Tuesday, July 10, 2018


Like most of America, I've been following the cave rescue in Thailand. Studying the maps and diagrams, it really is miraculous that they found these kids to begin with, but they did. I wondered why a coach would have led them 2 1/2 miles into a cave, the passage so narrow at times that they had to squeeze through to continue. Then the rain came and the passages began to flood and they were trapped. 

But the boys were found. Keeping morale up, letters were taken out of the cave to parents, and parents wrote letters which were ferried back in to their boys. Something that touched my heart was the coach's apology to the parents, begging their forgiveness for putting their sons' lives in danger. I was touched again, when the parents' wrote back to the coach. "We forgive you!" "We do not blame you." "We are grateful that you are with our son, because you can help them stay calm." The answers came one right after another, and they were all forgiving and kind. 

I know a woman who is always angry about something. Really. She's always complaining. Something always disgusts her. She's always got to vent her spleen about it. Today, studying her phone, she exclaimed, "Oh! They got all the boys out!"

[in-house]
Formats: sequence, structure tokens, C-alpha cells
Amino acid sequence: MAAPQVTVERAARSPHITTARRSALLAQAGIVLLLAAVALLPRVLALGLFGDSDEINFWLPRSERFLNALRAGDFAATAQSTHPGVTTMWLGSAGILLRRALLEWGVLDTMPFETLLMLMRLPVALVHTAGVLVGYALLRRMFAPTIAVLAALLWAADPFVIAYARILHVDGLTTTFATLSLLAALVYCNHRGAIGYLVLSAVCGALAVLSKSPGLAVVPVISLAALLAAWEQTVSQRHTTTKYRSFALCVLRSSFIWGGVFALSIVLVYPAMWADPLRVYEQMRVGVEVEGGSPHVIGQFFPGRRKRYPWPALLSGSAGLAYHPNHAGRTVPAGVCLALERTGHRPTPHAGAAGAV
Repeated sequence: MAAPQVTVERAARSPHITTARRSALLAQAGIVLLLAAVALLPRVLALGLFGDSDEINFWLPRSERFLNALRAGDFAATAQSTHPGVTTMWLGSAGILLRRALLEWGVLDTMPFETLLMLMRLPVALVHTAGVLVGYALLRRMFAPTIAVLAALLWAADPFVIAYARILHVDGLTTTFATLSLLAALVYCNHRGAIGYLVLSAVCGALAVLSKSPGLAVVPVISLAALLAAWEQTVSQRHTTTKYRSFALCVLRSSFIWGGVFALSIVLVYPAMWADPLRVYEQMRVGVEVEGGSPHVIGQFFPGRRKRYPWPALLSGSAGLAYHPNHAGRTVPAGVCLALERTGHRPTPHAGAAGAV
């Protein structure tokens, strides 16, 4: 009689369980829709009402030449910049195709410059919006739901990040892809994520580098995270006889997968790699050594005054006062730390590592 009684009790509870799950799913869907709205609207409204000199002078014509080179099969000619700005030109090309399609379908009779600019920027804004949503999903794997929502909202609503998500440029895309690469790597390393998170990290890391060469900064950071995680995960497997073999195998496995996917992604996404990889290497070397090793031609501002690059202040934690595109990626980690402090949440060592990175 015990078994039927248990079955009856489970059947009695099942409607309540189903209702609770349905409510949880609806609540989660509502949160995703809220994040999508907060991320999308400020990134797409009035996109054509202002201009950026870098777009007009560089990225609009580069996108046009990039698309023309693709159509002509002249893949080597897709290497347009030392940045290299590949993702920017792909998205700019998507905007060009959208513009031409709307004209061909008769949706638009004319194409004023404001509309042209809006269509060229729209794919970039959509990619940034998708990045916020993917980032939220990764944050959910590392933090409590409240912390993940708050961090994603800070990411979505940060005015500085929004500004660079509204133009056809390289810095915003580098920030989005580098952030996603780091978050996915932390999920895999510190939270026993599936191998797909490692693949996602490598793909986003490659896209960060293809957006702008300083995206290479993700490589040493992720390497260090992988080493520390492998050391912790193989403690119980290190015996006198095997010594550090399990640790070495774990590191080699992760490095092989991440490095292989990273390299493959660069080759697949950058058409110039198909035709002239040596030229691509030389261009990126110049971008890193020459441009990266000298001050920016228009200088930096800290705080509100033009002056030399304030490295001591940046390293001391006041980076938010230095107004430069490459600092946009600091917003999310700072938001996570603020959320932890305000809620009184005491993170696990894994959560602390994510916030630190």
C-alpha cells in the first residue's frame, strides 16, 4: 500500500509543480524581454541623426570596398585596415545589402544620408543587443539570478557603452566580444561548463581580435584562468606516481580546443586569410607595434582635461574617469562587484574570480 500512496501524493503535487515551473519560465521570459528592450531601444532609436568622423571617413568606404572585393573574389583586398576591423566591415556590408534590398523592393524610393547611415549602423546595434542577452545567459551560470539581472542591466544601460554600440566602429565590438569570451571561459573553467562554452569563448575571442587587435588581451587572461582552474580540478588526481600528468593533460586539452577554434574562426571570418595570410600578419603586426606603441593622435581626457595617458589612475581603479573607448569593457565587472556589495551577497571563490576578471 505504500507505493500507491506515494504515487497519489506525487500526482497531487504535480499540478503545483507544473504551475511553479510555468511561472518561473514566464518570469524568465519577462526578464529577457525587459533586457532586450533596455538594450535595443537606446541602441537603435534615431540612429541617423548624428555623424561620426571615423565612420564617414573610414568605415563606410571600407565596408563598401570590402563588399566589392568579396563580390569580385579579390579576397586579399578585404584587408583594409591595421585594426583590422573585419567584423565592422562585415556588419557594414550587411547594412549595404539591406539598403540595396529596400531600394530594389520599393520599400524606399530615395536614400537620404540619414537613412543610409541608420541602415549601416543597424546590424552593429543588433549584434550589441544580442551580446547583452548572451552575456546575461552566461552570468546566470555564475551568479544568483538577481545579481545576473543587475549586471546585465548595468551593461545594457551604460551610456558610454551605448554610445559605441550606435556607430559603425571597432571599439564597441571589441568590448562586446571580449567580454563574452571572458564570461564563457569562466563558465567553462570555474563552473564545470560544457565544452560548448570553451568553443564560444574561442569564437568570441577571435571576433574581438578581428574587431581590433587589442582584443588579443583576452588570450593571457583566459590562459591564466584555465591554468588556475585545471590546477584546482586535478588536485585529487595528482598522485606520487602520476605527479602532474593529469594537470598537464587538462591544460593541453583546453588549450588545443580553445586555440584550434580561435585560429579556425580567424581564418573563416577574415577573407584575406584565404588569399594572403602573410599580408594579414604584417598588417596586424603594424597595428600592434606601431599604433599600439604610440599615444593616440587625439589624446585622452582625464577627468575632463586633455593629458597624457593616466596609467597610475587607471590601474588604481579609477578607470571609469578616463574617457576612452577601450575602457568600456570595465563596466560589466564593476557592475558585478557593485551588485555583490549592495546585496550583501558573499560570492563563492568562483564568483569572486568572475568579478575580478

I quietly rejoiced. 

But as is her custom, she immediately began to complain about the coach and his poor decisions that led to this catastrophe, and what should happen to him, and on and on she went, her disgust increasing the more she talked. 


It makes me happy to know that there are places where it can still be found, and abundantly, too. Because I have to tell you it is something that seems to be in pretty short supply in my country.


Kelly said...

I was so relieved that they all got out safely. The way they were talking a few days ago, I figured it would take a miracle... and maybe that's what it was. Thank God.

Bob said...

I have wondered, if I were a parent of one of those boys, how I might have reacted toward the coach. If this had happened in the U.S., bloodthirsty lawyers would have already been in touch with the parents and families, telling a tale of justice and the compensation they “deserve.” I don’t know anything about Thailand’s legal system, but I have to believe there will be lawsuits coming out of this.